MM Karim on Natu-Natu’s success and oblivion at the Golden Globes | – News in Hindi – Hindi News, News, Latest-Breaking News in Hindi

The song ‘Naatu Naatu’ from the Telugu film ‘RRR’ has received the prestigious ‘Golden Globe’ award in the ‘Best Original Song – Motion Picture’ category. The music of ‘Naatu Naatu’ is MM Keeravani (Kareem) and it is sung by Kaal Bhairav ​​and Rahul Sipligunj. SS Rajamouli’s film of ‘Bahubali’ fame is presenting its claim in film festivals of western countries after hoisting the flag of success at the box office. ‘Naatu Naatu’ has also been shortlisted in the category of ‘Music (Original Song)’ for the prestigious Oscar Awards ceremony to be held in March.

Songs and music are an integral aspect of life in Indian society. In South Indian cinema, including Bollywood, there has been such an emphasis on the ‘star’ that critics rarely talk about lyrics, whereas lyrics have been central to films. Many films, even after failing at the box office, remain on people’s lips even after decades only because of the songs and music. MM Keeravani himself is not an unknown name for the Hindi heartland. Under the name MM Karim, he has given excellent music in some Hindi films in the nineties of the last century. ‘Tum mile dil khile aur jeene ko kya chahti’ (Criminal), ‘Chup tum raho chup hum rahein, khamoshi ko khamoshi se zindgi se baat karne do’ (Not in the morning of this night), ‘Jane kitne dini baad gali’ People still remember songs like ‘Aaj Chand Nikla’ (Wounds), even though they have forgotten Karim! What are the reasons for this forgetfulness?

‘RRR’ is an ‘action drama’ film which has been created on a grand scale around history, myth. The pomp and technique (VFX) skills it resorts to have been used by Hollywood for years. In fact, the distribution and promotion of the film ‘RRR’ has made it reach a large audience in the country and abroad. Recently, the enthusiasm that people had towards this film during its screening in Los Angeles (USA) remained a topic of discussion on social media. Recently, I was surprised when Professor Michael Baurmann, a sociologist from Germany, talked about ‘RRR’ during the meeting. However, in the center of his interest was the manner in which nationalism has been served in the film. There is no talk of politics in this film. The way religious myths and symbols have been used in the film during the freedom struggle from the British is not beyond criticism.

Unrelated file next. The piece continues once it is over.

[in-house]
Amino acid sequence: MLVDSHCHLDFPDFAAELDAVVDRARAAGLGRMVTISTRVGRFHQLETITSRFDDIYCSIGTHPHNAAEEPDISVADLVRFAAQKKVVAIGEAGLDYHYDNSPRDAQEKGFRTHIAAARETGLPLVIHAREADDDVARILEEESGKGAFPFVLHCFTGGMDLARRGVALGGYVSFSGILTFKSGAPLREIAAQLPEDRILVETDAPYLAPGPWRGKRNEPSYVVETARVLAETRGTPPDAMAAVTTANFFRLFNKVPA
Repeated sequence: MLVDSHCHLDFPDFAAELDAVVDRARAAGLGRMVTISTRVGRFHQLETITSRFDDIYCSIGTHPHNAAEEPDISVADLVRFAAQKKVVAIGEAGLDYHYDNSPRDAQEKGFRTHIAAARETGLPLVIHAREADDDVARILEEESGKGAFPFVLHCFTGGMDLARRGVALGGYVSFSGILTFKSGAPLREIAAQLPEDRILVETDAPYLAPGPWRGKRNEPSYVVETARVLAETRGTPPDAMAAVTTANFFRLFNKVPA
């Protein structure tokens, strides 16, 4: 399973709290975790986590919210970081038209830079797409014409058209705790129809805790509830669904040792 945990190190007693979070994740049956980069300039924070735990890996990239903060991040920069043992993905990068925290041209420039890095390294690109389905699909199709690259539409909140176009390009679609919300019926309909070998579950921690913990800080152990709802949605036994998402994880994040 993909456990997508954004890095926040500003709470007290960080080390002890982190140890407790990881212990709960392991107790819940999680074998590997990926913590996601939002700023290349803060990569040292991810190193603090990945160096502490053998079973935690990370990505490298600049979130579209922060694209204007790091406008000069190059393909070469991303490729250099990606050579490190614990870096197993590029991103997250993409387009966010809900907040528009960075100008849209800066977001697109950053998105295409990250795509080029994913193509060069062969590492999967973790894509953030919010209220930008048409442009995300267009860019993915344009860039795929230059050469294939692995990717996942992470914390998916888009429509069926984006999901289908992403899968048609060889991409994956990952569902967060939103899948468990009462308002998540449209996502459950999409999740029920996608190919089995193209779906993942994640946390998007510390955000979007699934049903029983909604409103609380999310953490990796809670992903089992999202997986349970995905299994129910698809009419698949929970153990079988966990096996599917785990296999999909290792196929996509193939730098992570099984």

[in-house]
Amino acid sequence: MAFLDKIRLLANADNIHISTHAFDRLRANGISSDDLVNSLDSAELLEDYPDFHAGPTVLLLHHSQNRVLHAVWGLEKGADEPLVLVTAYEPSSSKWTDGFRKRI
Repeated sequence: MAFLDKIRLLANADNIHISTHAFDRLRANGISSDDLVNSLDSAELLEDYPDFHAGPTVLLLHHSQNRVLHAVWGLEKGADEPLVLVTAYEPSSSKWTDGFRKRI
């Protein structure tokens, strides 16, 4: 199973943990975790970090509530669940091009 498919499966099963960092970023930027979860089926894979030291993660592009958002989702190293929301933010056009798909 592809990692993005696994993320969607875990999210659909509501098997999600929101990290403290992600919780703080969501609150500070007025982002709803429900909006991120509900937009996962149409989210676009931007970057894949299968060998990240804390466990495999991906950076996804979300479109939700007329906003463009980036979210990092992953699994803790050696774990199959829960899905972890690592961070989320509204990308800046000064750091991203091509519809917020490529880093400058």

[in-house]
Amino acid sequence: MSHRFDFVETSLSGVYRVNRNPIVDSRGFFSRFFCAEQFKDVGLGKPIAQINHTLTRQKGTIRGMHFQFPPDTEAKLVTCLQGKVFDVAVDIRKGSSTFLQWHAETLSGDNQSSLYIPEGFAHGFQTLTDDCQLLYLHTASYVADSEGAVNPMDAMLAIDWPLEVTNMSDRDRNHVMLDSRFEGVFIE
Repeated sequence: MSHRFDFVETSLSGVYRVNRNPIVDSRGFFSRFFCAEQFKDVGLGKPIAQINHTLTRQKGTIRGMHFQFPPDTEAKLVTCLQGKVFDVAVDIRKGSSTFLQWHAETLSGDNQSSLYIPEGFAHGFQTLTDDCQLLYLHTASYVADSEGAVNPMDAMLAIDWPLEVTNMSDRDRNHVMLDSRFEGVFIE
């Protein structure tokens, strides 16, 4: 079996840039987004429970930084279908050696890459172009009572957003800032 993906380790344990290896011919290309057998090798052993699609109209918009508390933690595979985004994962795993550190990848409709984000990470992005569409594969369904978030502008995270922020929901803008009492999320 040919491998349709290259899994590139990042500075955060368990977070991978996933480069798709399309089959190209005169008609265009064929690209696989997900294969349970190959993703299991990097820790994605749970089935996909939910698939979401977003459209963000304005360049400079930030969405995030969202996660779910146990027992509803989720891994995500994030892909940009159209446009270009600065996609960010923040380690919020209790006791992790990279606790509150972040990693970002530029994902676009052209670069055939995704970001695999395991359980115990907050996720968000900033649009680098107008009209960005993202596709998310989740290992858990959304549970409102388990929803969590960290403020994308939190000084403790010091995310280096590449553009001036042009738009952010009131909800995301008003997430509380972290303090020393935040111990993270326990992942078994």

However, after the liberalization-globalization in the last century, it was being expressed that Hollywood, American pop music may take Indian society under its ambit. Articles were being written in newspapers and magazines about MTV, the danger of deculture. In such a situation, the presence of an Indian film in the international platform and being rewarded shows reverse wind. Globalization has also brought opportunities for Indian films to compete with the best filmmakers in the world.

It is pertinent to note here that Keeravani’s competition was with famous musicians like Taylor Swift, Rihanna and Lady Gaga. In such a situation, his victory should not be underestimated. Although music connoisseurs believe that it is not the best of Keeravani (Karim), nor is it the best of Indian cine music. Undoubtedly, the energy shown by NTR Jr. and Ramcharan through dance in the song Natu-Natu captivates the people. Internet and social media have given this song a life different from the film.

Vishnu Khare, a Hindi poet and a deep connoisseur of cinema, has written at one place: “After 1950-60, film music has given expression to the lower middle class sentiments of Indian youth and women, it is impossible to find in any popular music of the world. .” Talking about Hindi films, there have been many music directors whose soulful songs and music have ruled the hearts of people for decades and are an important part of folk memory. This international award will inspire Indian film composers to create more excellent music. Also it should be expected that Bollywood will be able to make proper use of Keeravani’s (Karim) talent.

about blogger

Arvind DasJournalist, Writer

Writer-journalist. Published the book ‘Map of the Media’, ‘The Lost City in Bekhudi: Notes of a Journalist’ and ‘News in Hindi’. Film Appreciation course from FTII. PhD from JNU and post-doctoral research from Germany.

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